Inflammation, one focus of Bredesen’s protocol, is associated with “all known genetic and environmental risk factors for AD,” according to a review published in in Frontiers in Medicine. Among psychedelic drugs, both psilocybin and LSD have shown “potent anti-inflammation properties” that may be “overwhelmingly targeted to brain tissue.” In both “micro-doses” and large doses, the brain effects of these drugs, including induced plasticity and modification of connectivity between regions, suggest their benefits as a “strategy for neuroprotection and cognitive enhancement in [early] prodromal AD.”
But for many experts, aducanumab is the most significant recent development—in part because it would be the first new AD drug approved in 17 years and one of the few drugs approved in 40-plus years of AD research. Disagreement about whether the FDA should approve the drug focuses on the degree of improvement achieved—which is especially important considering the drug’s high cost.
Aducanumab targets one pathology of AD seen in patients not yet diagnosed with dementia but who have “mild cognitive impairment (MCI): changes in an individual’s cognitive abilities that, “while noticeable and often annoying, are not disabling,” writes neurologist Jason Karlawish at the University of Pennsylvania’s Penn Memory Center.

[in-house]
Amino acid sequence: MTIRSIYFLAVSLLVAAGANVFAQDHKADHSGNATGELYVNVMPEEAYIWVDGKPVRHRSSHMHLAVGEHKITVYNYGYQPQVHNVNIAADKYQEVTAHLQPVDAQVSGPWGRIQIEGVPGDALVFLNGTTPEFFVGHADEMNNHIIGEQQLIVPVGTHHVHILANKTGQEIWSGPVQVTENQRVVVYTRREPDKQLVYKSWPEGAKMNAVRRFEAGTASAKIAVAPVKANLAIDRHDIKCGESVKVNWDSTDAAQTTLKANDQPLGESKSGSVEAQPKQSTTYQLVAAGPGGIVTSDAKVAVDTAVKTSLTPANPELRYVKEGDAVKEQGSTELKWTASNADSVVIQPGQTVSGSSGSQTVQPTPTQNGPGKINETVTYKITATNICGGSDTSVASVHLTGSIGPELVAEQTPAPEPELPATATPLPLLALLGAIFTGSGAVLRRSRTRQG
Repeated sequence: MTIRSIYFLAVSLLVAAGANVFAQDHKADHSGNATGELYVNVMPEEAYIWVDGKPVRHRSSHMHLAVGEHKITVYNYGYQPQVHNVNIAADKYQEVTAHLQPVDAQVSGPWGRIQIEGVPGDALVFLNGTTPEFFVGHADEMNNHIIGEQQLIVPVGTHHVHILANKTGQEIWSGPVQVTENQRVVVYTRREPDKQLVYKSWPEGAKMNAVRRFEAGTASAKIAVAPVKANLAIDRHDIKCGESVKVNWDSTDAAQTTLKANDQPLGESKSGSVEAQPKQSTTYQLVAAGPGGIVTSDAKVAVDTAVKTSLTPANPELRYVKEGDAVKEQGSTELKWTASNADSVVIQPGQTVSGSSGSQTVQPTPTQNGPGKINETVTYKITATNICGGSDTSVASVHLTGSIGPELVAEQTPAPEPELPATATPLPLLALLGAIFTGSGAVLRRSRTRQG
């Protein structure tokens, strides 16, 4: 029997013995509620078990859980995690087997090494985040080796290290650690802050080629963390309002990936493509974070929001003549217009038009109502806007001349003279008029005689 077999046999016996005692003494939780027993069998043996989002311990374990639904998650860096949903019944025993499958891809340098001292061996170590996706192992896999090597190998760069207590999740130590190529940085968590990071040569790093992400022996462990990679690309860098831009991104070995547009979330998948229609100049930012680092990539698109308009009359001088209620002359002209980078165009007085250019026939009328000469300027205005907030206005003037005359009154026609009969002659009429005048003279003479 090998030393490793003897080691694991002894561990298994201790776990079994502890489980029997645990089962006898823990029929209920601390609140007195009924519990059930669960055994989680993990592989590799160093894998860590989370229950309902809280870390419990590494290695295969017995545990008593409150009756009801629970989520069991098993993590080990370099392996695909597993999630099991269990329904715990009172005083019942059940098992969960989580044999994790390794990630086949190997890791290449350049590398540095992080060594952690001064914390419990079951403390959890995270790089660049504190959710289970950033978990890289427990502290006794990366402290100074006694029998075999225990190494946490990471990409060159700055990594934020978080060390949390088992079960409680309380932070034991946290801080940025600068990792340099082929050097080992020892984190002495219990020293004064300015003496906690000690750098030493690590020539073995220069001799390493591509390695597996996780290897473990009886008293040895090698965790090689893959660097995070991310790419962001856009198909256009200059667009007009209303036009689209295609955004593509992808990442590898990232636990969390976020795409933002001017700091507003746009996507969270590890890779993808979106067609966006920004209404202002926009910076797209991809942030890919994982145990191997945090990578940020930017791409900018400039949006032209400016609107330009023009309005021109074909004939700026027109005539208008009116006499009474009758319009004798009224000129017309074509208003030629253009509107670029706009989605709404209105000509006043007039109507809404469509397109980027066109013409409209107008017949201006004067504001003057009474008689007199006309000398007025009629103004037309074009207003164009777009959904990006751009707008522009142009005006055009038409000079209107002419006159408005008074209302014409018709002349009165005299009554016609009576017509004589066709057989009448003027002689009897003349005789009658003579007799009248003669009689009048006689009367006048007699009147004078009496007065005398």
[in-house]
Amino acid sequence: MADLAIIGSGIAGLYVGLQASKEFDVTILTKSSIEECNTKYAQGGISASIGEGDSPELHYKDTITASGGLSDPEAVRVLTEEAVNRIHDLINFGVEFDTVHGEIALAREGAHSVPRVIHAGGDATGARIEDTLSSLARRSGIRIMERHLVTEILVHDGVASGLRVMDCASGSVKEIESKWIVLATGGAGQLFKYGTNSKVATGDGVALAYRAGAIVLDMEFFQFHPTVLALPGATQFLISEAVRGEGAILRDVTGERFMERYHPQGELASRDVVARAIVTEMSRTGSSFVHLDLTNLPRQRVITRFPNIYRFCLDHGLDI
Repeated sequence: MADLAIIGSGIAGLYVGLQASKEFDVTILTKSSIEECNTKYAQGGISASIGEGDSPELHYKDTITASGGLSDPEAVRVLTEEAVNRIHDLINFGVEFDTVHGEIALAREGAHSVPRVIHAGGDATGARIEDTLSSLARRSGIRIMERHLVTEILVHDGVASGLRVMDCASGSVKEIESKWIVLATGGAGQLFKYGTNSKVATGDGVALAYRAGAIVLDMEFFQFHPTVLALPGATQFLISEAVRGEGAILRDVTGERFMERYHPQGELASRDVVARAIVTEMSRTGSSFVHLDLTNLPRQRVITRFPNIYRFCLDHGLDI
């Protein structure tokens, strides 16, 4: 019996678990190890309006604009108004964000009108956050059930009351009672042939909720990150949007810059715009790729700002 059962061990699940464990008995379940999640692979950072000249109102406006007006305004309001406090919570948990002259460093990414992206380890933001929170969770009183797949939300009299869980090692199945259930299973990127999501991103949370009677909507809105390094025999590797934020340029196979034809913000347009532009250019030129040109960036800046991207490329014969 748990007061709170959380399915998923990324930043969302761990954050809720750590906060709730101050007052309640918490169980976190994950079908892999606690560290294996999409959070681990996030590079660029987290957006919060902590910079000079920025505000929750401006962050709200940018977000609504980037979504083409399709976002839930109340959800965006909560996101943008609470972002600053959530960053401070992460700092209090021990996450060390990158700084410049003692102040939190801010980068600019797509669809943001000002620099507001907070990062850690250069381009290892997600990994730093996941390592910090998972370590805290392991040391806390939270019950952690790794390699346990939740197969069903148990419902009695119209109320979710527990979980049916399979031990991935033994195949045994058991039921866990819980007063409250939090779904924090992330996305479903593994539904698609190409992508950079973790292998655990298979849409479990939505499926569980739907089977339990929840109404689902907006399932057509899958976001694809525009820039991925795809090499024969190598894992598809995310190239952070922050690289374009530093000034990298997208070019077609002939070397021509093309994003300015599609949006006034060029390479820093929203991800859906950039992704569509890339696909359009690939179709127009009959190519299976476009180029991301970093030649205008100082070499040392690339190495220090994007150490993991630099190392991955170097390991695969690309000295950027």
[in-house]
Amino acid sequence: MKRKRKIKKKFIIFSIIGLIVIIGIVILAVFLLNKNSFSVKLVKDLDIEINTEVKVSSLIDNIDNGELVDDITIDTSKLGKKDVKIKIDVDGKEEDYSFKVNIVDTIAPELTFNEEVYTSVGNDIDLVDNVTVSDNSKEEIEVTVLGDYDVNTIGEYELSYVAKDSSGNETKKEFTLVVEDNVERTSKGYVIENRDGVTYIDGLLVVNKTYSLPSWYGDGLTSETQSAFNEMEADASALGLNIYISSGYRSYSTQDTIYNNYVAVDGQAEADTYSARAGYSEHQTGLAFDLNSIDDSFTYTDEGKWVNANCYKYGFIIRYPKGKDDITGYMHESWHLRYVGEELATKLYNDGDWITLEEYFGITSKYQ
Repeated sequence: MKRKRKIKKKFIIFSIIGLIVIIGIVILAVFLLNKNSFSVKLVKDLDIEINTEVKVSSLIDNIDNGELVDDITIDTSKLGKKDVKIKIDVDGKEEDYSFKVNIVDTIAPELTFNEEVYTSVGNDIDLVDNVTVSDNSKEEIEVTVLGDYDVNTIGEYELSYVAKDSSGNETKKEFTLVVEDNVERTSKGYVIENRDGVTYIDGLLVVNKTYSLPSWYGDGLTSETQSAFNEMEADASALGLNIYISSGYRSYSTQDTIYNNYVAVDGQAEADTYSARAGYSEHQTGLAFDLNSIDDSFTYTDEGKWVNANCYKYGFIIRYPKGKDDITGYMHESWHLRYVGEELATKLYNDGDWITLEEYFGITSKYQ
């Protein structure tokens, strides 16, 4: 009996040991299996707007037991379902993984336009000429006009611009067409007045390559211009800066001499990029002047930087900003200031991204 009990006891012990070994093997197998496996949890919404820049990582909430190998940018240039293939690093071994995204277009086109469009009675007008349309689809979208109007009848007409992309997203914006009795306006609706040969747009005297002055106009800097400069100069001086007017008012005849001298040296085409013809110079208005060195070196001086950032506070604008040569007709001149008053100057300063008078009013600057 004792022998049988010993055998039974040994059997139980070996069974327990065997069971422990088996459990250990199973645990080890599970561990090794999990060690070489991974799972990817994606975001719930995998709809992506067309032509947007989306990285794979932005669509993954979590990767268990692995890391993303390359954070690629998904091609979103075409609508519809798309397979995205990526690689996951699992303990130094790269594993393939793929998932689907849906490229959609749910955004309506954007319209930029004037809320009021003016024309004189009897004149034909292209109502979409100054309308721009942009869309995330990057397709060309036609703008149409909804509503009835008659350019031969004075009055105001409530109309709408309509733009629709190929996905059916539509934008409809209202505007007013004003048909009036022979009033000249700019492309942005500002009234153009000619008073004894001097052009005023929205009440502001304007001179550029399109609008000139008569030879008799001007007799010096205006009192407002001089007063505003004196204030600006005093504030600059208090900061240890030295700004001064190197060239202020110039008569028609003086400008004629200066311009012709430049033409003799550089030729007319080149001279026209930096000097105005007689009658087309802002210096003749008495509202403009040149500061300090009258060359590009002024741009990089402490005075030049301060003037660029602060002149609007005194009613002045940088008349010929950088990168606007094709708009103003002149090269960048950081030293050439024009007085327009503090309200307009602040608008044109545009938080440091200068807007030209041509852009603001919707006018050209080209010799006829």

Approximately 40% of patients over age 65 diagnosed with MCI develop dementia within three years. In trials of aducanumab conducted by the drug’s developer, Biogen, 80% of participants with MCI also had PET scans showing elevated amounts of amyloid plaque in their brains.
While amyloid buildup is often seen in the brains of patients with AD, it is still not clearly the cause of AD dementia, which is linked most strongly to age and genetics. For this reason, Karlawish suggests that renaming might be in order—giving those with abnormal amyloid the option of saying they have amyloidosis. “A drug that targets a pathology targets stigma,” he writes, by offering “some explanation for what’s wrong, the hope of treatment, and a means to rethink and even rename a disease.”